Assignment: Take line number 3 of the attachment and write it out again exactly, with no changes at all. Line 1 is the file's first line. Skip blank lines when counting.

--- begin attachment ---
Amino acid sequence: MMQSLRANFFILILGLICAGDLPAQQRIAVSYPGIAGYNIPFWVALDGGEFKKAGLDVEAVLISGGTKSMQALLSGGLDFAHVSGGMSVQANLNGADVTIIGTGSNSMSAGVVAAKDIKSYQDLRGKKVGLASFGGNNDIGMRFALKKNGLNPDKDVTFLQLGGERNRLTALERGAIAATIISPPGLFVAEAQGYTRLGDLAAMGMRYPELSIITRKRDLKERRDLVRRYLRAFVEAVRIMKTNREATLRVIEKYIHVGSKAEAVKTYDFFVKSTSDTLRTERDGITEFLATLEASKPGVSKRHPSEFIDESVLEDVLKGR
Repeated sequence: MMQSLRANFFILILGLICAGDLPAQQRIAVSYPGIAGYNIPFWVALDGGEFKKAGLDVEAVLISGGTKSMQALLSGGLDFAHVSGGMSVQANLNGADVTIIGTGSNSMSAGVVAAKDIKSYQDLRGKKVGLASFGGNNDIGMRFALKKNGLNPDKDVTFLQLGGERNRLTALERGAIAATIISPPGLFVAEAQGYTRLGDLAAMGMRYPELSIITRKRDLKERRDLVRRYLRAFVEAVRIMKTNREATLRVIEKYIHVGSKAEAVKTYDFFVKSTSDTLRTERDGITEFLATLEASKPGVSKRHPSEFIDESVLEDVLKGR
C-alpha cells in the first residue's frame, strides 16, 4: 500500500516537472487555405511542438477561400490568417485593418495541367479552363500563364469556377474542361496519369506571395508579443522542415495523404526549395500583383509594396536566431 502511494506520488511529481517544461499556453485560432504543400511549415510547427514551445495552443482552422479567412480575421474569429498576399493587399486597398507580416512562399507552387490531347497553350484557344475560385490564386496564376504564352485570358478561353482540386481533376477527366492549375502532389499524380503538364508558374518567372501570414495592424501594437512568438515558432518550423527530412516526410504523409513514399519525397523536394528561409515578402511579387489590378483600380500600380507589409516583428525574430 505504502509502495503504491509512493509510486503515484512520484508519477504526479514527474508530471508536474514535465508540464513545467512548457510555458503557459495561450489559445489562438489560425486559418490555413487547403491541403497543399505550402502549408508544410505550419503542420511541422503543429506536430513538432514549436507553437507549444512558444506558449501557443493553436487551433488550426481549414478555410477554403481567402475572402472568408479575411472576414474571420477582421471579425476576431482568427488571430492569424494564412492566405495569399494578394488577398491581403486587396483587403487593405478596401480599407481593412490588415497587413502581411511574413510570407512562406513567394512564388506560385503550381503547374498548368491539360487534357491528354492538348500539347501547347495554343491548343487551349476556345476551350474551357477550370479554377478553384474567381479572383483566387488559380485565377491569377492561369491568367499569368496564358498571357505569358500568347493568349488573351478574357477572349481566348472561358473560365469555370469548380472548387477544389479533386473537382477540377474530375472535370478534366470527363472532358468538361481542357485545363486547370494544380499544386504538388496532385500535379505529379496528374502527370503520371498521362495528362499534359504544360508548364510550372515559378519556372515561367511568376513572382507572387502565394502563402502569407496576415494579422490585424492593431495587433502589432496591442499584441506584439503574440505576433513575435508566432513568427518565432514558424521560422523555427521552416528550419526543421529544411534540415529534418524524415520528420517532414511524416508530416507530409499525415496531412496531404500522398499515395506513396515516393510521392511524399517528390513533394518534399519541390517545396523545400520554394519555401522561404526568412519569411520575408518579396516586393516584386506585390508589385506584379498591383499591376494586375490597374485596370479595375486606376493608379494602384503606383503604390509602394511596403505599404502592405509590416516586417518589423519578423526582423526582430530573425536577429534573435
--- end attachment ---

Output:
C-alpha cells in the first residue's frame, strides 16, 4: 500500500516537472487555405511542438477561400490568417485593418495541367479552363500563364469556377474542361496519369506571395508579443522542415495523404526549395500583383509594396536566431 502511494506520488511529481517544461499556453485560432504543400511549415510547427514551445495552443482552422479567412480575421474569429498576399493587399486597398507580416512562399507552387490531347497553350484557344475560385490564386496564376504564352485570358478561353482540386481533376477527366492549375502532389499524380503538364508558374518567372501570414495592424501594437512568438515558432518550423527530412516526410504523409513514399519525397523536394528561409515578402511579387489590378483600380500600380507589409516583428525574430 505504502509502495503504491509512493509510486503515484512520484508519477504526479514527474508530471508536474514535465508540464513545467512548457510555458503557459495561450489559445489562438489560425486559418490555413487547403491541403497543399505550402502549408508544410505550419503542420511541422503543429506536430513538432514549436507553437507549444512558444506558449501557443493553436487551433488550426481549414478555410477554403481567402475572402472568408479575411472576414474571420477582421471579425476576431482568427488571430492569424494564412492566405495569399494578394488577398491581403486587396483587403487593405478596401480599407481593412490588415497587413502581411511574413510570407512562406513567394512564388506560385503550381503547374498548368491539360487534357491528354492538348500539347501547347495554343491548343487551349476556345476551350474551357477550370479554377478553384474567381479572383483566387488559380485565377491569377492561369491568367499569368496564358498571357505569358500568347493568349488573351478574357477572349481566348472561358473560365469555370469548380472548387477544389479533386473537382477540377474530375472535370478534366470527363472532358468538361481542357485545363486547370494544380499544386504538388496532385500535379505529379496528374502527370503520371498521362495528362499534359504544360508548364510550372515559378519556372515561367511568376513572382507572387502565394502563402502569407496576415494579422490585424492593431495587433502589432496591442499584441506584439503574440505576433513575435508566432513568427518565432514558424521560422523555427521552416528550419526543421529544411534540415529534418524524415520528420517532414511524416508530416507530409499525415496531412496531404500522398499515395506513396515516393510521392511524399517528390513533394518534399519541390517545396523545400520554394519555401522561404526568412519569411520575408518579396516586393516584386506585390508589385506584379498591383499591376494586375490597374485596370479595375486606376493608379494602384503606383503604390509602394511596403505599404502592405509590416516586417518589423519578423526582423526582430530573425536577429534573435